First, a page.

The document, written by the Pentagon's Joint Chiefs staff but not yet finally approved by Defense Secretary Donald H. Rumsfeld, would update rules and procedures governing use of nuclear weapons to reflect a preemption strategy first announced by the Bush White House in December 2002. The strategy was outlined in more detail at the time in classified national security directives...
A "summary of changes" included in the draft identifies differences from the 1995 doctrine, and says the new document "revises the discussion of nuclear weapons use across the range of military operations."
The first example for potential nuclear weapon use listed in the draft is against an enemy that is using "or intending to use WMD" against U.S. or allied, multinational military forces or civilian populations.
The article points out that Congress has at least taken some steps away from the nuclear abyss, particularly by refusing to fund new categories of nuclear weapons. But that's cold comfort when the U.S. is capable of wiping out whatever it wants to with the weapons it already possesses.
The effect of the proposed standard would be to give any president carte blanche to launch a nuclear weapon based on another state's intent. There would no requirement for existing war or conflict (which is of course the only situation in which atomic weapons have been used), no requirement for the scope of the intended use, not even a requirement that the state or entity in question actually possess WMDs. As long as the president firmly believed that an entity planned to use WMDs in some form at some point in the future, that would be grounds to send in the nukes.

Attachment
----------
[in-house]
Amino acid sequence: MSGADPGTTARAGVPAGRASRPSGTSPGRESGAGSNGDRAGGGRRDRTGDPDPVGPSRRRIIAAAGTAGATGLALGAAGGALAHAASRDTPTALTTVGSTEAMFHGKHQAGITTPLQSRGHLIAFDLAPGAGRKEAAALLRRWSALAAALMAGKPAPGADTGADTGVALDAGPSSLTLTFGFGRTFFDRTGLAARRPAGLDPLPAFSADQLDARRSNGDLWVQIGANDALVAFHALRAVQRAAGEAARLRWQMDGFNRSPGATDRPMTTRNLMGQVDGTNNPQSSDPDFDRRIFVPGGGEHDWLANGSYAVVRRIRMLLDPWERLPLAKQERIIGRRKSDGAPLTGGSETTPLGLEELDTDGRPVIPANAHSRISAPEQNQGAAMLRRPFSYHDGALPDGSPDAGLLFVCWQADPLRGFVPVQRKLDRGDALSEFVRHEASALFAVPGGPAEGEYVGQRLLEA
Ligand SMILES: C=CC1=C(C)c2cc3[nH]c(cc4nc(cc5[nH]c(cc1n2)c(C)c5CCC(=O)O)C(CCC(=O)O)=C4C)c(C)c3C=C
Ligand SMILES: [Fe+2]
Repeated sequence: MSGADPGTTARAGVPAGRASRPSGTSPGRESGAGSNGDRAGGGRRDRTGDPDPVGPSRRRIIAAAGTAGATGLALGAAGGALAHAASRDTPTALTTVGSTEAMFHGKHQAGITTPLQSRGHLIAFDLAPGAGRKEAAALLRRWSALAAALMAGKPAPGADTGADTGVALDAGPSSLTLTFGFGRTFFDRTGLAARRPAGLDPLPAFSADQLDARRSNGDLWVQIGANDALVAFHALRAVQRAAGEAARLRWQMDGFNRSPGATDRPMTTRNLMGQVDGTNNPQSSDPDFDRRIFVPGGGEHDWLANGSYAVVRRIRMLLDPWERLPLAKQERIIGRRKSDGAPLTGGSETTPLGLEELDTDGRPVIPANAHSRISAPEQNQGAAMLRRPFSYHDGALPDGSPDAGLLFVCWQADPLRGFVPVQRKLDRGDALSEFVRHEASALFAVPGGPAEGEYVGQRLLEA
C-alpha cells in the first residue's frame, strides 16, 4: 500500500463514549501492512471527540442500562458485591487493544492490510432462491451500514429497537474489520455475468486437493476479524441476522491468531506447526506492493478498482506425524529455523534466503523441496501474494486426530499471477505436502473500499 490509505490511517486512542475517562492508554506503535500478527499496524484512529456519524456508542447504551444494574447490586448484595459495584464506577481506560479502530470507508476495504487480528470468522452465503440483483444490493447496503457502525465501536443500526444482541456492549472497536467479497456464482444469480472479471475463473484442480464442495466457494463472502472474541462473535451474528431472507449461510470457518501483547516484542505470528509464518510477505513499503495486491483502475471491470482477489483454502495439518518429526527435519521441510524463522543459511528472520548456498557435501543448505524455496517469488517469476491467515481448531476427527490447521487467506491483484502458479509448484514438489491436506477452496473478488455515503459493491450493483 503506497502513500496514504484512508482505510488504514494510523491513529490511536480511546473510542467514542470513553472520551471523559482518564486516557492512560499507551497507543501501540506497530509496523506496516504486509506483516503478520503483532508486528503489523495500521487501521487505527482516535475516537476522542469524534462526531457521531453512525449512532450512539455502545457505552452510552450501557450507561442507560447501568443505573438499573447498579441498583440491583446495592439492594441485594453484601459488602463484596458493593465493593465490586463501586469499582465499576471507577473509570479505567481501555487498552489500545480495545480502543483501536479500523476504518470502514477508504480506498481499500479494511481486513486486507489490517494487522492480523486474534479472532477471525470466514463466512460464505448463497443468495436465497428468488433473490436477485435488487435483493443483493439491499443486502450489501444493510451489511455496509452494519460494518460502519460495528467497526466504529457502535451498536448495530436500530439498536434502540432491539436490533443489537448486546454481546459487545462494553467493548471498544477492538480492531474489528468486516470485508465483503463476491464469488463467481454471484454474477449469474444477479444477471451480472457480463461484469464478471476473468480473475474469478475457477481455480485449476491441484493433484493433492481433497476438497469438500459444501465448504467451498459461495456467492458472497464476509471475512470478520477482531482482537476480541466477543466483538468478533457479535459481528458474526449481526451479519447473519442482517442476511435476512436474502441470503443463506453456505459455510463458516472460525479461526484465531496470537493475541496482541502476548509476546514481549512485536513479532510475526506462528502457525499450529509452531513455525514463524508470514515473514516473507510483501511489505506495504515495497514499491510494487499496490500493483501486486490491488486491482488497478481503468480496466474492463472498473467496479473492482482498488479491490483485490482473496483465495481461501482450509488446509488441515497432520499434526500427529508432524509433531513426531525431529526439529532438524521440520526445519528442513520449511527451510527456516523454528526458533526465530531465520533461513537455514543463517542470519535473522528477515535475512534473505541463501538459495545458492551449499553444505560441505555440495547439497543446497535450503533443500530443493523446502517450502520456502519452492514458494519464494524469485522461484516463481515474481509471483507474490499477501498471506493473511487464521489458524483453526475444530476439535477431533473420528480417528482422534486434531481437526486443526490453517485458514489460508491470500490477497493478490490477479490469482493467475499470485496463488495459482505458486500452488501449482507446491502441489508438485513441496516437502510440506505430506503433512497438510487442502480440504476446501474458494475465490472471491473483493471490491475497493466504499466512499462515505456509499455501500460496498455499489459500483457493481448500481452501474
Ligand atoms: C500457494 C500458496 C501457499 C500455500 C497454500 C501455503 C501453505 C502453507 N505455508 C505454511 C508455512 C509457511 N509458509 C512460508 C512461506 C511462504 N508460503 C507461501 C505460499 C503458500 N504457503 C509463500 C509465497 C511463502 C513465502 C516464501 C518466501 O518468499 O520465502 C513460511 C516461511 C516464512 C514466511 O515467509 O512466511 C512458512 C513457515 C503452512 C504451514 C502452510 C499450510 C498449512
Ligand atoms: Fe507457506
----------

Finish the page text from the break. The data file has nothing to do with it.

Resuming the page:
The concept is bad enough in principle, but it's particularly egregious given that the language used is exactly that used in the invasion of Iraq. If the proposed policy had been in effect at the time of the invasion, then Bush would have had documented approval to wipe Iraq off the face of the earth, in spite of the actual absence of WMDs. And to my knowledge, Bush never stopped making the "Saddam intended to use WMDs eventually" claim: the policy could ultimately be spun as retroactive justification for nuclear action in an effort to minimize the actual harms from the war.
Mind you, the danger for spin is far less important than the danger of an itchy trigger finger in the future. And while this administration may be particularly eager to go to war based on innuendo and reverse onuses, it's difficult to justify any future administration (no matter how peaceful or competent) having a need to use nuclear weapons in response to a threat believed only as a matter of intent.
Unfortunately, Bushco still has control over the button for a few more years. And thanks to the policy that it's ordered, the threat of a nuclear attack in that time looks far too real.